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One aspect of theology is the philosophical meditation on the state of man in relation to God. In this respect, the TOB proposes the three stages in the anthropological development of man, as the 'original man', the 'historical man' and the 'eschatological man'. Adam, as the 'original man' before the Fall, was the apex of corporeal creation, in a state of innocence. If he has not fallen, he would remain a 'little below the angel'. Nevertheless, it was 'not good', as God said in Genesis. The proper destiny and glory of man is the 'eschatological man' of whom Jesus Christ is the model of all of creation, the alpha and the omega - above the angels. Adam may be the magnificent being before the Fall. But, this is devotional postulation of the 'historical man' to whom we all belonged after the Fall. As I said, theology is a philosophical meditation of us, the fallen man, the 'historical man'. My 2-cents worth.
Didn't God say that it was "not good" in reference to Adam being alone and not his corporeal perfection?

By saying Jesus is the model of all Creation, I'm reminded of Tielhard's "Omega Point" in which Jesus is for all intents and purposes, the most highly evolved of us and not really a separate fully man, fully God being part of the Trinity with us as  a separate thing, a Creation. 

JPII's Darwinistic approach blurs the clear distinction between Creator and Creature and makes Christ's share in our humanity and His sharing with us His Divinity a bit too fuzzy.  It could easily be read as a deification of Man.  Which is exactly what the Serpent told Eve to tempt her to eat the fruit.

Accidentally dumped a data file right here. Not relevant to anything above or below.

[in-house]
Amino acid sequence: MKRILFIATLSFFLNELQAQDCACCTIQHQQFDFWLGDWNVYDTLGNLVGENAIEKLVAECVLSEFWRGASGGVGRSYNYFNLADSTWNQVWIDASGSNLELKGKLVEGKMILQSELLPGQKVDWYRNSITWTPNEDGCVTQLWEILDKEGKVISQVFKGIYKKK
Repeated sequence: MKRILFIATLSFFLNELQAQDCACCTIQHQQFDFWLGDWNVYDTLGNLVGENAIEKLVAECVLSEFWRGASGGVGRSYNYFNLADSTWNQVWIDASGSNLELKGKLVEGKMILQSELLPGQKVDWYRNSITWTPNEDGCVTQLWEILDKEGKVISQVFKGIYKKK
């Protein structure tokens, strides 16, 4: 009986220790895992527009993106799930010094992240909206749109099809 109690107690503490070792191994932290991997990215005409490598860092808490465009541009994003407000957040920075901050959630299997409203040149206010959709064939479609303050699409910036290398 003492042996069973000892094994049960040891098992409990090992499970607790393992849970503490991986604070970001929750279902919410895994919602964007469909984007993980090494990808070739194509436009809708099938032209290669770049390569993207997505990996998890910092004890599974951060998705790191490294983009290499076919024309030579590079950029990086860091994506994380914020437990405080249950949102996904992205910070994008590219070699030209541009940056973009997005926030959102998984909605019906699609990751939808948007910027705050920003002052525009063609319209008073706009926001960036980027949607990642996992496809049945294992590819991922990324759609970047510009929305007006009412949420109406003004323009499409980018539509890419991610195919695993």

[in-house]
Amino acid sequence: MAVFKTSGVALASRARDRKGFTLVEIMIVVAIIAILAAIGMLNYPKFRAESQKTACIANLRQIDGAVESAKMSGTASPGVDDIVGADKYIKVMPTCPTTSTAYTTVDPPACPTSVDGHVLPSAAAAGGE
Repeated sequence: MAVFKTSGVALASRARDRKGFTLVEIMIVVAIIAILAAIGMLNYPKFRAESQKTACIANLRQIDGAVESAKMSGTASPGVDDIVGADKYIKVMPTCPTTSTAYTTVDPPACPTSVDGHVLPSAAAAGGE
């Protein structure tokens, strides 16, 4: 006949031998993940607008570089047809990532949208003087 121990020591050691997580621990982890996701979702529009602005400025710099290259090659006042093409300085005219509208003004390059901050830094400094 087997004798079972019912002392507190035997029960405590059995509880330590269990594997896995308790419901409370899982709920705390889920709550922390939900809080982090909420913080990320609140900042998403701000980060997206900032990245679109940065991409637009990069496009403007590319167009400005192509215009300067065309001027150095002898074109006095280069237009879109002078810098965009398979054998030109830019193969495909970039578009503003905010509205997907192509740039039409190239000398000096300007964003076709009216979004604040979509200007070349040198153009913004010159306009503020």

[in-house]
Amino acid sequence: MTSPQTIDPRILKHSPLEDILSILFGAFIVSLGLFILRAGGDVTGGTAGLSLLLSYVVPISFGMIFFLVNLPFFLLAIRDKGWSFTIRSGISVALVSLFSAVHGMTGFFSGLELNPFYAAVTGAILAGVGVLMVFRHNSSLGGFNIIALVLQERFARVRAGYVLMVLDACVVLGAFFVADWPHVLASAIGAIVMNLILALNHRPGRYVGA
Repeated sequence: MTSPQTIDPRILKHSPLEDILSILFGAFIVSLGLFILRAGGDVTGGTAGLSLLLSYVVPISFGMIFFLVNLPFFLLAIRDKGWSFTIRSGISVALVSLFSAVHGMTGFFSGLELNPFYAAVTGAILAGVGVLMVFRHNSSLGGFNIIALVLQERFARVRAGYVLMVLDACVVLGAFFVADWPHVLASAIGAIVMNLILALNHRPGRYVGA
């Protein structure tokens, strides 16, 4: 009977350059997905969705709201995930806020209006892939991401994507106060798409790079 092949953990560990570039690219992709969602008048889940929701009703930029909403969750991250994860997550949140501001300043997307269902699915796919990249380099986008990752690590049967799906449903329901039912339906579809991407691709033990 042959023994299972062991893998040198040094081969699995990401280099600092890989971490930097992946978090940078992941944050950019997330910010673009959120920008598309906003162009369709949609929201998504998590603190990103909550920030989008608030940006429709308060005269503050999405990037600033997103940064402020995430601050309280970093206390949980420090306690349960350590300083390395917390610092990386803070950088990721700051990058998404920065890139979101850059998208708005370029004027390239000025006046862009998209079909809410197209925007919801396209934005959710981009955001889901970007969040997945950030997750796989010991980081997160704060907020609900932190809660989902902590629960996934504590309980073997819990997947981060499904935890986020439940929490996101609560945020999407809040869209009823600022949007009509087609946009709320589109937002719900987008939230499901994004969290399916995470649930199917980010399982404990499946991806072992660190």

If anything JPII's vision of our Fallen Nature is "only slightly fallen" and only on a psychological plain it seems from his approach.  If we say a prayer and work hard, we are back in paradise and we should give God's grace the credit.   And it's my own personal suspicion that JPII just viewed all of this as an emotional and psychological framework that effects some "spiritual transformation" with no concrete perceptible differences in the 3 dimensional Universe we inhabit except in our attitudes.   
(10-23-2009, 11:30 AM)Gerard Wrote: [ -> ]A lot of disordered desires find expression in an overcomplication of a straightforward teaching of the Church.   TOB uses a pseudo intellectualism to obsess about sex.   

One of our profs said that JPII's TOB was really just Augustine's views on sex in different language (and not all that novel).  However, I'm not that familiar with Augustine or TOB, so I can't assess that opinion (although perhaps someone else can).